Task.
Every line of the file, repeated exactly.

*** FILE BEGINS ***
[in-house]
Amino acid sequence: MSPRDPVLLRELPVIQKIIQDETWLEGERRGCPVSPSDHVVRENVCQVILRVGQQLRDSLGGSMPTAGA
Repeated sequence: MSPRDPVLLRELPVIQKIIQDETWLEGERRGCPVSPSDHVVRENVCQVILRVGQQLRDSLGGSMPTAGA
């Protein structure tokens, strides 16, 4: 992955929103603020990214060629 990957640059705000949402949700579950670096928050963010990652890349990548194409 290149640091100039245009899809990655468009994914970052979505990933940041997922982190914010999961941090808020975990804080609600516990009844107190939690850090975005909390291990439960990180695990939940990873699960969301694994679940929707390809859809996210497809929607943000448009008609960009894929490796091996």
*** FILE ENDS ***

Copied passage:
[in-house]
Amino acid sequence: MSPRDPVLLRELPVIQKIIQDETWLEGERRGCPVSPSDHVVRENVCQVILRVGQQLRDSLGGSMPTAGA
Repeated sequence: MSPRDPVLLRELPVIQKIIQDETWLEGERRGCPVSPSDHVVRENVCQVILRVGQQLRDSLGGSMPTAGA
């Protein structure tokens, strides 16, 4: 992955929103603020990214060629 990957640059705000949402949700579950670096928050963010990652890349990548194409 290149640091100039245009899809990655468009994914970052979505990933940041997922982190914010999961941090808020975990804080609600516990009844107190939690850090975005909390291990439960990180695990939940990873699960969301694994679940929707390809859809996210497809929607943000448009008609960009894929490796091996």